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Jacqui Smith: Work experience is increasingly important as part of our strategy to engage employers in supporting schools and colleges, but the issue raised is of an operational nature which is a matter for the LSC. Mark Haysom, the LSC's chief executive, will write to my hon. Friend, and a copy of his reply will be placed in the Library.
I write in response to your Parliamentary Question which has been referred to the LSC, in which you asked the Secretary of State for Education and Skills what action is being taken by the Department for Education and Skills to improve the evaluation of work experience schemes for schoolchildren.
Funding for Work Experience is delivered as part of the Education Business Links funding which local offices receive to further the links and understanding between businesses, employers, young people and staff teaching in schools. A significant amount of the total EBL funding supports the 95% of Key Stage 4 pupils who go on placements each year. The majority of these placements are delivered through partnerships between schools and their local Education Business Partnerships. The evaluation of these placements forms part of the contractual arrangements for funding. A number of other agencies; for example QCA and NEBPN are working to ensure quality standards in the delivery of work-experience placements providing resources and support for teachers and students in the evaluation of their experiences.
To ask the Secretary of State for Education and Skills how many cases of work-related stress have been reported in her Department in each of
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the last three years; how much compensation was paid to employees in each year; how many work days were lost due to work-related stress in each year; at what cost; what procedures have been put in place to reduce work-related stress; at what cost; and if she will make a statement. 
Jacqui Smith: My Department takes the health and welfare of all its employees very seriously. Systems and practices are being developed, in line with HSE guidance, to help prevent work related stress occurring and also to identify periods of absence that are connected with employment. This work is ongoing and is at nil additional cost to the Department as staff currently employed to take forward statutory requirements such as this are developing policy, systems and practices.
In addition, we encourage the use of the Department's Employee Assistance Programme for counselling and information. Staff and their managers also use departmental occupational health advisers to provide advice on all areas where health may affect attendance and performance.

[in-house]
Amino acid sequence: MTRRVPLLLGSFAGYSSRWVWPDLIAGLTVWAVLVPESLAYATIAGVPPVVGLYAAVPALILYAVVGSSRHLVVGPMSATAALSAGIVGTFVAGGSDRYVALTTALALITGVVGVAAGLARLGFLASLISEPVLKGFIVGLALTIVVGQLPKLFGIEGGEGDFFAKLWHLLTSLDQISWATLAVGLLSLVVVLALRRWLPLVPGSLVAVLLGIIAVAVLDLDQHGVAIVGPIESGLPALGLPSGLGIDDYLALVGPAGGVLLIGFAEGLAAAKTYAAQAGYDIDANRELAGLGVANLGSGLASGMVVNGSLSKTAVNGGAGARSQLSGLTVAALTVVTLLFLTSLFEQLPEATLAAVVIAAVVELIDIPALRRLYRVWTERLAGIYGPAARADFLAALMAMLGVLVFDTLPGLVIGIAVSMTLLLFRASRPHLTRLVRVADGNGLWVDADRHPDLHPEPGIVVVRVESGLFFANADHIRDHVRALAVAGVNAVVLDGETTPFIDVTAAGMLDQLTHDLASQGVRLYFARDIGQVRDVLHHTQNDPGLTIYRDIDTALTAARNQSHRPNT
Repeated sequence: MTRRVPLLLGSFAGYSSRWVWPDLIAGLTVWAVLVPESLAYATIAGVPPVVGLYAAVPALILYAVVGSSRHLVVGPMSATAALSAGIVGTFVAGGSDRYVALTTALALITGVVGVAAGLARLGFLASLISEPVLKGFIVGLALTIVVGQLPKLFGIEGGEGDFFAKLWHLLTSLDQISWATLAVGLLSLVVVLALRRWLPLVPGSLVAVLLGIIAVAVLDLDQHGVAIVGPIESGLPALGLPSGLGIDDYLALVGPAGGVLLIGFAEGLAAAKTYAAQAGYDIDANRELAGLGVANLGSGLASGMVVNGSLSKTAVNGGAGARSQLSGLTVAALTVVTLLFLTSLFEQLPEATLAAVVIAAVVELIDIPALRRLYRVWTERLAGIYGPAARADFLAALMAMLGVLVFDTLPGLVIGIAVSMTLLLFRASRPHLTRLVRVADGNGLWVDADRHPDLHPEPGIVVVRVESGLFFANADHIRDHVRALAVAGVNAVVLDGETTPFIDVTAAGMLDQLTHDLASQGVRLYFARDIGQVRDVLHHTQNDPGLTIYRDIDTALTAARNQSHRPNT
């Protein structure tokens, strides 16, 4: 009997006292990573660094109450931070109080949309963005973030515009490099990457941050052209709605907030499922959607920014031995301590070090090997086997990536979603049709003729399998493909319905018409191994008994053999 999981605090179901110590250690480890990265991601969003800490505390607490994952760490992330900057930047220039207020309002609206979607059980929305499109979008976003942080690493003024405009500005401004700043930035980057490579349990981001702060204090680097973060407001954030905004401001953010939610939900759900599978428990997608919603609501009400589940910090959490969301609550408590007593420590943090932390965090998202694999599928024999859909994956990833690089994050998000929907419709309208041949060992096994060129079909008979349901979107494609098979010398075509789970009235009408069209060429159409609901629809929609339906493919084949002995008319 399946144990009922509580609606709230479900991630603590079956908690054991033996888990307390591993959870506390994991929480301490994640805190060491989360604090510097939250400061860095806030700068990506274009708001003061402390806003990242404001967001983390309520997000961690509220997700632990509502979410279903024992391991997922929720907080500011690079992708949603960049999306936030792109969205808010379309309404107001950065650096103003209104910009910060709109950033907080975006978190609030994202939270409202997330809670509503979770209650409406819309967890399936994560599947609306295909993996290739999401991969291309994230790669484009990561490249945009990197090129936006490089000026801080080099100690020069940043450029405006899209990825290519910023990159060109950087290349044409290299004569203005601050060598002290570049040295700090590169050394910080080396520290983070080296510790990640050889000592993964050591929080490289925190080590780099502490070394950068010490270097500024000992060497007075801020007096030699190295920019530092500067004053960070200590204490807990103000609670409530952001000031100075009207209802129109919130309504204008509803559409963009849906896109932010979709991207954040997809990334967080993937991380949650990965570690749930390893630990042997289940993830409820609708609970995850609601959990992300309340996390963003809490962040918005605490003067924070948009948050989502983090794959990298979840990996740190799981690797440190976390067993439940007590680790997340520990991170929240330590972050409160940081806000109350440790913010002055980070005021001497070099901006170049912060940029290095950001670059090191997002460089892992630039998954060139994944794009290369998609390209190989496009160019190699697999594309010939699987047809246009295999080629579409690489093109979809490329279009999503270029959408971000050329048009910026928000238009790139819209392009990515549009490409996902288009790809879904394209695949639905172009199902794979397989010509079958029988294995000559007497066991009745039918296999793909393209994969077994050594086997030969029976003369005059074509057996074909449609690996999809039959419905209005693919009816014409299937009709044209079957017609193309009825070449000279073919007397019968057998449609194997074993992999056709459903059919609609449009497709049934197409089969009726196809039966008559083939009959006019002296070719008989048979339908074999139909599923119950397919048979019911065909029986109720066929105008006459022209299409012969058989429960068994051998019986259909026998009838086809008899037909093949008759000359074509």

Lynne Featherstone: To ask the Secretary of State for Education and Skills how many hours per day (a) 16 to 18-year-old and (b) over 18-year-old prisoners in each young offenders institution receive of (i) compulsory education, (ii) extra curricular education, (iii) sport and (iv) general exercise; and if she will make a statement. 
Phil Hope: The Prison Service collects data on the time spent by prisoners held in each young offender and juvenile establishment on education and physical education on a weekly basis. Where both juveniles (aged 15 to 17 inclusive) and young adult offenders (aged 18 to 20 inclusive) are held within the same establishment, the Prison Service does not separate the data for the number of hours undertaken by each age group.
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Ian Pearson: Our embassy in Khartoum made representations, both bilaterally and through the EU, to the Government of Sudan on this case on 27 June. Following these interventions the Sudanese authorities postponed the execution.
We are resolutely opposed to the death penalty in all circumstances, and raise these concerns with the Government of Sudan on a regular basis. The case also goes against the provisions of the N'djamena Cease-Fire Agreement of 2004 in which the parties agreed to release all prisoners of war and those detained in relation to the conflict. We will continue to follow this case closely.
Mr. Hayes: To ask the Secretary of State for Foreign and Commonwealth Affairs if he will make a statement on the effect of the shift in status of the British Council from a non-departmental public body to a public corporation on (a) balance sheet departmental liabilities and (b) financial constraints under departmental expenditure limits. 
Mr. McGovern: To ask the Secretary of State for Foreign and Commonwealth Affairs what the total saving to his Department has been in each year since the British embassies in Honduras, Guatemala and El Salvador were closed. 
Mr. Straw: The British embassy in Honduras closed in December 2003 and the British embassy in El Salvador closed in August 2003. The British embassy in Guatemala City remains open and the UK's ambassador in Guatemala City is now the non-resident ambassador to Honduras and El Salvador. The British embassy in Nicaragua also closed in March 2004 and the UK's ambassador in Costa Rica is now the non-resident ambassador to Nicaragua.
The decision to close the British embassies Honduras, El Salvador and Nicaragua was based on the need to align our resources with our priorities, to maximise efficiency and ensure that the UK has a cost-effective and flexible network of overseas representation.
Sir Gerald Kaufman: To ask the Secretary of State for Foreign and Commonwealth Affairs when he will answer the letter dated 19 May from the Right hon. Member for Manchester, Gorton with regard to Mukhtar Ali. 
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